Community-Based Mangrove Management (CBMM) is implemented with different approaches and outcomes. This study examined the effectiveness of various CBMM practices to achieve sustainable management of mangrove resources. We analyzed local mangrove resource management strategies in four coastal villages (e.g. Sriwulan, Bedono, Timbulsloko, and Surodadi) on Central Java, Indonesia. Local data on institutions, socio-economic conditions and mangrove resources utilization was collected through participatory resource mapping and interviews with 16 key actors and 500 households. The main differences in CBMM-practices that affect the outcomes in each village were the type of community participation, the level of organizational and economic assistance from external institutions, the magnitude of the rehabilitation project, the time selected for rehabilitation and the maintenance strategies applied in each village. Surodadi achieved most in terms of both efficient resource utilization and local livelihood improvement. Bedono's management strategy was most effective in extending and maintaining the rehabilitated mangrove areas but less in terms of livelihood support while the strategy applied in Timbulsloko resulted in higher resource utilization compared to Surodadi. Sriwulan failed on most criteria. This study suggests that combining the management strategies practiced in Bedono and Surodadi and adding external scientific and technological assistance, income diversification, institutional reinforcement and continuous monitoring of the functioning of local institutions can improve the CBMM performance to sustainably manage mangrove resources and improve livelihoods.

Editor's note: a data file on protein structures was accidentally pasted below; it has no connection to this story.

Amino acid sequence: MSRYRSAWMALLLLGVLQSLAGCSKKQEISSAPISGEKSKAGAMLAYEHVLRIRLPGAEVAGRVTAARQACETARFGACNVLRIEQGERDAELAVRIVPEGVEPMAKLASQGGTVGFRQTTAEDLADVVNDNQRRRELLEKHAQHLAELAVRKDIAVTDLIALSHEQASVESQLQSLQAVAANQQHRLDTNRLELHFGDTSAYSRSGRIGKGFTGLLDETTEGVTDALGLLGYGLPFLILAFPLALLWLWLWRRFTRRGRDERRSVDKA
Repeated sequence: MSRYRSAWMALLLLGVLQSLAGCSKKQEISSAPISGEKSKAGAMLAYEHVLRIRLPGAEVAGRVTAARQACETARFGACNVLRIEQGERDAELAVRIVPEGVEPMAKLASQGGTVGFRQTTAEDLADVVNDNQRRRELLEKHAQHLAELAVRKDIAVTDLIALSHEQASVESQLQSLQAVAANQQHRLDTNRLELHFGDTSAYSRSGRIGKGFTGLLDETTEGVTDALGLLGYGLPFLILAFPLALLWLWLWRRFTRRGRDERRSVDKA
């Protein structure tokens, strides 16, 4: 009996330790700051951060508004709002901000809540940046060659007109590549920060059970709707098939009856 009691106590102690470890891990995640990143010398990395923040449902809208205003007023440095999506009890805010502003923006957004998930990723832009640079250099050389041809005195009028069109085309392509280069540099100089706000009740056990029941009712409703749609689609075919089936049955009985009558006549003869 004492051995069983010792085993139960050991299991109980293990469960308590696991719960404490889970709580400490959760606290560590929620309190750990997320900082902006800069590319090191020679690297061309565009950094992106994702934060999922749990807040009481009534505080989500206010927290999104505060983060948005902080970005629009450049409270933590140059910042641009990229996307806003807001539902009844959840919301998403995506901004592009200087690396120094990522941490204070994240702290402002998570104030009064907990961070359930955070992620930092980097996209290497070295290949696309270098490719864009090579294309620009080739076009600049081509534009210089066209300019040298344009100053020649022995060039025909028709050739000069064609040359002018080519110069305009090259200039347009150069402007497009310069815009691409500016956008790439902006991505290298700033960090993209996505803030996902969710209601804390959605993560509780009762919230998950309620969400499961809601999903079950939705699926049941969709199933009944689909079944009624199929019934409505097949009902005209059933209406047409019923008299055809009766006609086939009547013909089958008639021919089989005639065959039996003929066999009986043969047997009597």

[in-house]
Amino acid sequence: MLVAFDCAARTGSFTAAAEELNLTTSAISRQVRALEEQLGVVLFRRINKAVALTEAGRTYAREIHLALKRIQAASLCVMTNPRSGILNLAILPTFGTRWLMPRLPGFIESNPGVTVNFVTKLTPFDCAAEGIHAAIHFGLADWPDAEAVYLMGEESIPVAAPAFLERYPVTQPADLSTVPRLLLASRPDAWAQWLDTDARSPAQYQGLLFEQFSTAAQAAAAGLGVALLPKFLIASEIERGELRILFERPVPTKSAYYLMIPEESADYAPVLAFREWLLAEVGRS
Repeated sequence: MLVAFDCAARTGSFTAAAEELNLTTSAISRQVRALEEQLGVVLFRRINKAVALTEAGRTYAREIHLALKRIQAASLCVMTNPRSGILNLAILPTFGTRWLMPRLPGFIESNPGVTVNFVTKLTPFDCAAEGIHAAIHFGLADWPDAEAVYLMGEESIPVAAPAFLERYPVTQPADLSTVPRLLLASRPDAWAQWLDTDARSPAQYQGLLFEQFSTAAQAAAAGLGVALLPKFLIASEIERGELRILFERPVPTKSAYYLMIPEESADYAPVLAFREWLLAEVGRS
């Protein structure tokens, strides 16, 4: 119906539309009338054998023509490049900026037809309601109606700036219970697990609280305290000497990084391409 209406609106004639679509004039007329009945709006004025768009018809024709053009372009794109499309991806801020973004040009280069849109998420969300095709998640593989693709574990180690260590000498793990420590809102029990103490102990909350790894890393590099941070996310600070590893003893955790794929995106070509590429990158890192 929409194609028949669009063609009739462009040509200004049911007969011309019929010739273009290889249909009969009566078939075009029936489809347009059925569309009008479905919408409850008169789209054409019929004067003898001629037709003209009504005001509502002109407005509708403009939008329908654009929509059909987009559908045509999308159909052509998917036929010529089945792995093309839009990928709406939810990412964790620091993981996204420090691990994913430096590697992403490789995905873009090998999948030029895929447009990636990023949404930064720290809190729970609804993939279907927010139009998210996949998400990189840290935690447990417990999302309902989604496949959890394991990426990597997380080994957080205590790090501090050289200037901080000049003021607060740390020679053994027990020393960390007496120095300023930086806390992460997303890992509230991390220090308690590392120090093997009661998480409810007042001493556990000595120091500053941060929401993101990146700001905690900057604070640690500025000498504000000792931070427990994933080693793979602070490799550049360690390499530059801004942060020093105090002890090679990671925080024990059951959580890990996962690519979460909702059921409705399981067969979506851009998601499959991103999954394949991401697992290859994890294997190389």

Journal of Environmental Management – Elsevier
Published: Dec 1, 2017
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